# I need help to speed up of a Python for-loop with huge amount of calculations

## Question:

I am working on a pice of Python software that requires to run a huge amount of calculations. I am talking about up to hundred of millions of calculations or more (n in below code can be 100000 or more). I have realized that Python is not the optimal software for this work but I have no experience with C or C++. Is there a way to speed up the below code in Python or do I need to introduce C or C++? If I need to introduce C or C++, any suggestion for how to embed this in a Python script?

```
import math
import random
a = []
b = []
c = []
x1 = []
x2 = []
y1 = []
y2 = []
tresh = 30 # int or float
n=1000 # n can be up to 100000 or even more
for i in range(n):
x1.append(random.randint(0, 100))
x2.append(random.randint(0, 100))
y1.append(random.randint(0, 100))
y2.append(random.randint(0, 100))
def calc():
x1_len = len(x1)
y1_len = len(y1)
for n in range(x1_len):
for m in range(y1_len):
d = math.sqrt((abs(y1[m] - x1[n])) ** 2 + (abs(y2[m] - x2[n])) ** 2)
if d >= tresh and d <= tresh:
a.append((y1[m] + x1[n]) / 2)
b.append((y2[m] + x2[n]) / 2)
c.append(d)
return a,b,c
calc()
```

With my current Python knowledge and experience I don’t know how to optimize the code further. I have reviewed a lot of for-loop related questions but not found anything has helped me.

## Answers:

Can you use external Python modules like numpy? It is a fundamental package for scientific numerical computing in Python. It will speed everything up for sure for you.

Other thing – you could generate your random numbers once, then use `extend`

instead of `append`

. It will also shave some computation time.

a rather simple solution is to use numba to compile it to machine code.

```
import math
import numpy as np
from numba import njit
n = 10_000 # n can be up to 100000 or even more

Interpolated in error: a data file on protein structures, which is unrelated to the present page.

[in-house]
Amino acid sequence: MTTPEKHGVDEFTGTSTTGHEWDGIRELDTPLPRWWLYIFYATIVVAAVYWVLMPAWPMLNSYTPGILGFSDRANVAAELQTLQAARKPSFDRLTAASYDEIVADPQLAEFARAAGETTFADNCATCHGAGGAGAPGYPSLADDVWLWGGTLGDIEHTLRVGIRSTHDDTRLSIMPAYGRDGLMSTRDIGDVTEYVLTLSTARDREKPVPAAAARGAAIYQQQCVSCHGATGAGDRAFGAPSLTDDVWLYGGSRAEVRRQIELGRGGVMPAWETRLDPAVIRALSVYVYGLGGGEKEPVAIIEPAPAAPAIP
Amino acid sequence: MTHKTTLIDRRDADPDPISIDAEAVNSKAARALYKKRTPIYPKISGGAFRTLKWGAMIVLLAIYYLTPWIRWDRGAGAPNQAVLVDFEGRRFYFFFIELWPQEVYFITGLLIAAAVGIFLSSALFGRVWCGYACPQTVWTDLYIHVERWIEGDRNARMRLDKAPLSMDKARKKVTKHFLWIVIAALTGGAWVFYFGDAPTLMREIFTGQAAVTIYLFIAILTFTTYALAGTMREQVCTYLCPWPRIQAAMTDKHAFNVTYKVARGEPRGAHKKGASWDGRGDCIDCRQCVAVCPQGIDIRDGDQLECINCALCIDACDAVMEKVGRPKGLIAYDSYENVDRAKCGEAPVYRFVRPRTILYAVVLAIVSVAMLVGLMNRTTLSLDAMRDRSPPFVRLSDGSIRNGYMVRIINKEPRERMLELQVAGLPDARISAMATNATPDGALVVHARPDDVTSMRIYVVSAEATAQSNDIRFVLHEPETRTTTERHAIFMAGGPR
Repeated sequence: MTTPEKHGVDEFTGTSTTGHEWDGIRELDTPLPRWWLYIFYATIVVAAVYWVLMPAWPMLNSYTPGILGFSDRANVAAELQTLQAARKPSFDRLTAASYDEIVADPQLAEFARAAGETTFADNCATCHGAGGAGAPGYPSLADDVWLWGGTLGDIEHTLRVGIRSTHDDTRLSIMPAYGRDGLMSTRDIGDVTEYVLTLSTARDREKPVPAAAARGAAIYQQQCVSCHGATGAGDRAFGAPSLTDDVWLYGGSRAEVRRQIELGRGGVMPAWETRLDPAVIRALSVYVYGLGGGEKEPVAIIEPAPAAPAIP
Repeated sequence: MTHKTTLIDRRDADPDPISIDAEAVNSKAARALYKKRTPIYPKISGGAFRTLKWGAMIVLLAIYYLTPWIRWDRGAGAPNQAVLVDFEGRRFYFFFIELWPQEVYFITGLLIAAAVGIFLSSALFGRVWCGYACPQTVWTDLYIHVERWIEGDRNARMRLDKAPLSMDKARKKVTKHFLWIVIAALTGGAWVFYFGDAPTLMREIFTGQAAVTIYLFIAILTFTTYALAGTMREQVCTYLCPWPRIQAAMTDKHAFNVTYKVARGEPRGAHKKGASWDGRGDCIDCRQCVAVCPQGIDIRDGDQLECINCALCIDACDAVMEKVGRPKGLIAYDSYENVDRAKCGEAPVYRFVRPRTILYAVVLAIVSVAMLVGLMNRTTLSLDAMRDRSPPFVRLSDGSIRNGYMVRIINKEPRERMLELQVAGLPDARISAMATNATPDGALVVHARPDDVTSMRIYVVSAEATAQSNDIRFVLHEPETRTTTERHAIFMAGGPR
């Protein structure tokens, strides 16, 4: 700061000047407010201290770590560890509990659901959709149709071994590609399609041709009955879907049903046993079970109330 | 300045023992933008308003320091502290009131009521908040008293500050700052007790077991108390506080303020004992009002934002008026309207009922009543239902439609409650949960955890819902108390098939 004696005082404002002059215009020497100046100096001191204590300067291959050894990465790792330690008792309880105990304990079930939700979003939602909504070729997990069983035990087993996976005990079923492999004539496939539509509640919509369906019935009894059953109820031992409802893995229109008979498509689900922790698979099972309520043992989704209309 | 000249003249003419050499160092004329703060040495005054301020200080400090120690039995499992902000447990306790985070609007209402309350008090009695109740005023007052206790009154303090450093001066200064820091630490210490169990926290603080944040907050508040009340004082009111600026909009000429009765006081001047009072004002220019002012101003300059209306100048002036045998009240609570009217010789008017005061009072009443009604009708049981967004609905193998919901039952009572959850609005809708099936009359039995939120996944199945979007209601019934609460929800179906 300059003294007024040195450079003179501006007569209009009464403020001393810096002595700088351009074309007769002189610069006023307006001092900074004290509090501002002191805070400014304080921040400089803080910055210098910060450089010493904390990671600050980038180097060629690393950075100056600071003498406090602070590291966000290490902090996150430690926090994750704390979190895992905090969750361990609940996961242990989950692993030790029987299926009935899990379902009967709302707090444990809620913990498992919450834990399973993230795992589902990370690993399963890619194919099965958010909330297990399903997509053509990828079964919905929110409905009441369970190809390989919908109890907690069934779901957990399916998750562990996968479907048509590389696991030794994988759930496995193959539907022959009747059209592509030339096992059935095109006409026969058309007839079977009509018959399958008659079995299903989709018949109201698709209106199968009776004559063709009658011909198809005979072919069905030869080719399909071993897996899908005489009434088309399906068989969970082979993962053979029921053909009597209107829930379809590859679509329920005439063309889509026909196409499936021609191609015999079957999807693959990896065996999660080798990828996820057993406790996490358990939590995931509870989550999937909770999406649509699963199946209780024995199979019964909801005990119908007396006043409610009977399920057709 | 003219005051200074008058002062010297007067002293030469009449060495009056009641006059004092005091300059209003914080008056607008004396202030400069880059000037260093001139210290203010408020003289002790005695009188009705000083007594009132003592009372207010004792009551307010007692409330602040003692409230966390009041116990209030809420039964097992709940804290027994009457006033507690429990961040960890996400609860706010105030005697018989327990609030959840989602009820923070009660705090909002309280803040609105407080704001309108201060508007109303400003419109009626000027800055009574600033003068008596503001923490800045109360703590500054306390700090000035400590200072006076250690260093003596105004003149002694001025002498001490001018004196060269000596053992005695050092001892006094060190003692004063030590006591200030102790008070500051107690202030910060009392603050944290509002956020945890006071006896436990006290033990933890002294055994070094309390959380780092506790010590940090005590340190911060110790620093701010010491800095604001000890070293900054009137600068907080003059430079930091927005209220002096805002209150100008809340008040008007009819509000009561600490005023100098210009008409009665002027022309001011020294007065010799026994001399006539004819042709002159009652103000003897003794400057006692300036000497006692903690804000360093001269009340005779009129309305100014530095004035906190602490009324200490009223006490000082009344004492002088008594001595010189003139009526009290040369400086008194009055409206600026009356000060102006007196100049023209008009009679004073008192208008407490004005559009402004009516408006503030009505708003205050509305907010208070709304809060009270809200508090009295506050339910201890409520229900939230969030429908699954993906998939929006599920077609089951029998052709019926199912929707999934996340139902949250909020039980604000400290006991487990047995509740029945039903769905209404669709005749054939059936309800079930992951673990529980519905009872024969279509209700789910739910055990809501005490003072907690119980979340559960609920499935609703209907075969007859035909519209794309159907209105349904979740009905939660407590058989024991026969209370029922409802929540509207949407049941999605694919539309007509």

x1 = np.random.randint(0, 100, (n,), dtype=np.int64)
x2 = np.random.randint(0, 100, (n,), dtype=np.int64)
y1 = np.random.randint(0, 100, (n,), dtype=np.int64)
y2 = np.random.randint(0, 100, (n,), dtype=np.int64)
tresh = 30 # int or float
@njit
def calc(x1, x2, y1, y2, tresh):
a = []
b = []
c = []
x1_len = len(x1)
y1_len = len(y1)
for n in range(x1_len):
for m in range(y1_len):
d = math.sqrt((abs(y1[m] - x1[n])) ** 2 + (abs(y2[m] - x2[n])) ** 2)
if d <= tresh:
a.append((y1[m] + x1[n]) / 2)
b.append((y2[m] + x2[n]) / 2)
c.append(d)
return a,b,c
calc(x1,x2,y1,y2, tresh) # warmup for njit
import time
t1 = time.time()
calc(x1, x2, y1, y2, tresh)
t2 = time.time()
print(f"took {t2-t1} seconds")
```

this takes only `3`

seconds for `10_000`

entires, if you’d like more performance than that then, while multithreading is possible for extra speedup, it’s not simple, as you need python to be the one creating the threads, the current numba multithreading API won’t manage this properly (because you cannot tell numba to use a serpate list for each thread)

If you can’t use numba (which you won’t be able to do if you’re on the latest Python version) then you could consider multiprocessing as follows:

```
from math import sqrt
from random import randint
from timer import *
from concurrent.futures import ProcessPoolExecutor as PPE
from_to = 0, 100
tresh = 30.0
N = 10_000
x1 = [randint(*from_to) for _ in range(N)]
x2 = [randint(*from_to) for _ in range(N)]
y1 = [randint(*from_to) for _ in range(N)]
y2 = [randint(*from_to) for _ in range(N)]
def subcalc(_x1, _x2, y1, y2):
a, b, c = [], [], []
for _y1, _y2 in zip(y1, y2):
j = abs(_y1 - _x1) ** 2
k = abs(_y2 - _x2) ** 2
if (d := sqrt(j + k)) <= tresh:
a.append((_y1 + _x1) / 2)
b.append((_y2 + _x2) / 2)
c.append(d)
return a, b, c
@timer
def calc():
a, b, c = [], [], []
futures = []
with PPE(9) as executor:
for _x1, _x2 in zip(x1, x2):
futures.append(executor.submit(subcalc, _x1, _x2, y1, y2))
for future in futures:
_a, _b, _c = future.result()
a.extend(_a)
b.extend(_b)
c.extend(_c)
return a, b, c
if __name__ == '__main__':
calc()
```

**Notes:**

This is how the timer decorator is implemented:

```
from timeit import default_timer
__all__ = ['timer']
__name__ = 'timer'
def timer(func):
def wrapper(*args, **kwargs):
start = default_timer()
result = func(*args, **kwargs)
print(func.__name__, f'Duration = {default_timer()-start:.6f}')
return result
return wrapper
```

Also note the max_workers value for the process pool executor. My machine uses a 10-core Intel Xeon so just use 9 leaving one spare for the main program (and anything that happens to be running).

With N == 10_000 this runs in 8.2s